CO2, ventilation and Corona... what about this?
What is CO2 in short?
Everyone breathes in oxygen and exhales CO2. If you are alone in a room, this is not a problem and the CO2 level will not rise, but the more people are in the same room, the more CO2 is exhaled. If a room is not properly ventilated, the CO2 concentration (PPM) will rise and this means that there is not enough "clean" air in a room. You will therefore also inhale more CO2 and this can have unpleasant consequences.
Why is the CO2 level important?
Staying in a room with too high a CO2 content can lead to unpleasant situations. If the CO2 value is higher than 1500ppm, it can already lead to drowsiness. If the ppm goes up to 2000 ppm, people may experience headaches, poor concentration, loss of concentration, increased heart rate and mild nausea. But more importantly these days...from 800ppm, viruses are easier to spread.
This has been proven by several virologists and is more important than ever in this day and age. Nobody wants the corona virus (or any other virus) to spread when it could have been prevented by simply opening a window.
What can I do to lower the CO2 level again?
There are specialized air purification systems, but they are very expensive and require a lot of maintenance and are therefore not suitable for everyone. The easiest way is simply to open a window or door. You will see that after a few minutes the PPM value drops and the air quality becomes pleasant again.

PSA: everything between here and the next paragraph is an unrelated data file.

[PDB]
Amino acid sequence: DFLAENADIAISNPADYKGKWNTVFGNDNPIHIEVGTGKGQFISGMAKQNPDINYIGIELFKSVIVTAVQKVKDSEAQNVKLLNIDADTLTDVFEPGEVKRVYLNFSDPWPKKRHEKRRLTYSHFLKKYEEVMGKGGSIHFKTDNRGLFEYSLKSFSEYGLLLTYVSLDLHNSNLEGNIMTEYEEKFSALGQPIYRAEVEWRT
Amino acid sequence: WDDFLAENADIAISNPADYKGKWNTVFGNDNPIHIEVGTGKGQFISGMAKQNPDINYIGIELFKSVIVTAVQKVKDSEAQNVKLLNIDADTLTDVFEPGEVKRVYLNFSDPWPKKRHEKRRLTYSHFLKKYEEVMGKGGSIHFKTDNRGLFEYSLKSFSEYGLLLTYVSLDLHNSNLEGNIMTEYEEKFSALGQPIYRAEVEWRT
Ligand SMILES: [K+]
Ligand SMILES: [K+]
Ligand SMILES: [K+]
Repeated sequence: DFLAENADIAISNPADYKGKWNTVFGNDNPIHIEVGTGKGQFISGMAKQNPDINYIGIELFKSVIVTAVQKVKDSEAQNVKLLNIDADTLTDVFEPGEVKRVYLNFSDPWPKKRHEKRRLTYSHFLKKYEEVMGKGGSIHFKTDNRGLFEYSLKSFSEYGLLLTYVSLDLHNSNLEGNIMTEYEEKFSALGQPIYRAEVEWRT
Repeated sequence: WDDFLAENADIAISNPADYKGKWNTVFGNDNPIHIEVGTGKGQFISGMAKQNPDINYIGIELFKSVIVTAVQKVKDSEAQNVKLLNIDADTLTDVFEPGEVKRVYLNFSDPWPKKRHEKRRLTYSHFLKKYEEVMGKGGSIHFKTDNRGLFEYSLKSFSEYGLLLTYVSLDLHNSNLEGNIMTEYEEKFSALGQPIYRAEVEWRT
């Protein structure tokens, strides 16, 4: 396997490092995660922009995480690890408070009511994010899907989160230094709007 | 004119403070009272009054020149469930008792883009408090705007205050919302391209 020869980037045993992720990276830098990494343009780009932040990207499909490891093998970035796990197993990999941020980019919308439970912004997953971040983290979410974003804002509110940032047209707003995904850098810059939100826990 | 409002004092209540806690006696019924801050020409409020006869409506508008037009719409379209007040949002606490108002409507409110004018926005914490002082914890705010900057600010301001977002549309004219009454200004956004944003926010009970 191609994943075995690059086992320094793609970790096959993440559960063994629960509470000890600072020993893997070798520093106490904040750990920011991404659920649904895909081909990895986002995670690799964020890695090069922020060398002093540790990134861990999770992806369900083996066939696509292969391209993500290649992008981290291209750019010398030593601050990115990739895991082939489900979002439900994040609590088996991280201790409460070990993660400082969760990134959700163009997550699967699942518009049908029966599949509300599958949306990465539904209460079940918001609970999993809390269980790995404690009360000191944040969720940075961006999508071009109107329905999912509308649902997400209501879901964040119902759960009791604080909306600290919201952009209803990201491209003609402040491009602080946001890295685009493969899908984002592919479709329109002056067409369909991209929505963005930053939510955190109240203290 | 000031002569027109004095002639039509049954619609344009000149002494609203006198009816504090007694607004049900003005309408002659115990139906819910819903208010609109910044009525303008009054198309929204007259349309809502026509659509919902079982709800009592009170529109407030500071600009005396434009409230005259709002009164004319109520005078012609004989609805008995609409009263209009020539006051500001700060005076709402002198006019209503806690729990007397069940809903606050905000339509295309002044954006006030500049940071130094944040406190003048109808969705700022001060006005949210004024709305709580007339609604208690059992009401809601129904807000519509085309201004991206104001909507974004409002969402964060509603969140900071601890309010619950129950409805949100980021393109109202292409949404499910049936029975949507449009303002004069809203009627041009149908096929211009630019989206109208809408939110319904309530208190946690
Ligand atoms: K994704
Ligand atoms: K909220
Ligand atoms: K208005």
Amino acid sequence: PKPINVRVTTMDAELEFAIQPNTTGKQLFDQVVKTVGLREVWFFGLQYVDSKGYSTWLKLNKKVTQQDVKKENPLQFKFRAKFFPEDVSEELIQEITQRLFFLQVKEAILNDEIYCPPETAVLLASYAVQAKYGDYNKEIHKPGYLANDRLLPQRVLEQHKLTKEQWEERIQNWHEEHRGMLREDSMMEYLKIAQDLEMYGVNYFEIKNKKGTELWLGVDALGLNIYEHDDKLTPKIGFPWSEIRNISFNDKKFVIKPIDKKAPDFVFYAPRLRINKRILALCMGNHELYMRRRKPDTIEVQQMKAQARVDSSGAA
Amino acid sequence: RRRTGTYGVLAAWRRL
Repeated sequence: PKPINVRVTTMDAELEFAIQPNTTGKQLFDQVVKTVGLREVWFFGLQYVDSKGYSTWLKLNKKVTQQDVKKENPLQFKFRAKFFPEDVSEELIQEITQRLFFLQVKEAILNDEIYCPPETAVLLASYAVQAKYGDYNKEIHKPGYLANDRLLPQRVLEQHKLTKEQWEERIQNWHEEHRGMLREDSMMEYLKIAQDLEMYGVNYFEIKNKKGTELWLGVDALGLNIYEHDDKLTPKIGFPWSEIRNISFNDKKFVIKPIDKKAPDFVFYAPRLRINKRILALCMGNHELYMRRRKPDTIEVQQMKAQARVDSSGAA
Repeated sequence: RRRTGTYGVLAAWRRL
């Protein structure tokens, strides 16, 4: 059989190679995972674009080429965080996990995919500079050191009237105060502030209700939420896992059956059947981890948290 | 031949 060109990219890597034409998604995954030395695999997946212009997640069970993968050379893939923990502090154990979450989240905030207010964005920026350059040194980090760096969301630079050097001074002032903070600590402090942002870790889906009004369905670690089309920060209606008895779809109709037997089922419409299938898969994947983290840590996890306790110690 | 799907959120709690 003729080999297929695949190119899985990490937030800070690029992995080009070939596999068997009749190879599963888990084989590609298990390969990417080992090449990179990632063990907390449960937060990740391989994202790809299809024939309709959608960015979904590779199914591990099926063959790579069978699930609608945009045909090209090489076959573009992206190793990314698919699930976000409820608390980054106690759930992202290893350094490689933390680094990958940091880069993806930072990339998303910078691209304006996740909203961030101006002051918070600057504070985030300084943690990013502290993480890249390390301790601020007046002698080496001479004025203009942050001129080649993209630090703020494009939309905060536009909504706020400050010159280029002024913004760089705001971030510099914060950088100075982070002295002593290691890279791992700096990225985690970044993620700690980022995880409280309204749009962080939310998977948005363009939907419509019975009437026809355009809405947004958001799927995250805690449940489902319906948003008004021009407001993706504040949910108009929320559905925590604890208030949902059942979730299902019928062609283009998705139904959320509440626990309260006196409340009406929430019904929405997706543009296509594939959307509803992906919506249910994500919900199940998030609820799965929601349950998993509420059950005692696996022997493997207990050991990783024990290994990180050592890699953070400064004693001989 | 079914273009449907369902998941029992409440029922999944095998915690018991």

A misconception is that Airco gives clean air ... that is not the case. An air conditioner cools the air, but does not provide cleaner air.
How do I measure the CO2?
The easiest way to measure the PPM is a CO2-meter. This meter can tell you exactly how much CO2 there is in the air. The meters work with an NDIR sensor that can very accurately measure the CO2 in the air and can even indicate when ventilation needs to be done. There is also often a color system, so you can see at a glance whether the air quality is still good.
As an employer, are you obliged to reduce the CO2 to measure?
In Belgium, as an employer, you are obliged to stay below the established threshold. The maximum threshold for each office is an average maximum concentration of 900 ppm during minimum 95% of working time.
Also in the Netherlands there are strict rules for air quality and ventilation. These can be found in the building decree. Newly built buildings and houses must have a ventilation system that meets the standards. Unfortunately, it is not always well regulated in older buildings and supervision is minimal.
As an employer, you are therefore always obliged to create a good working environment for your employees and especially in times of a pandemic it is more important than ever.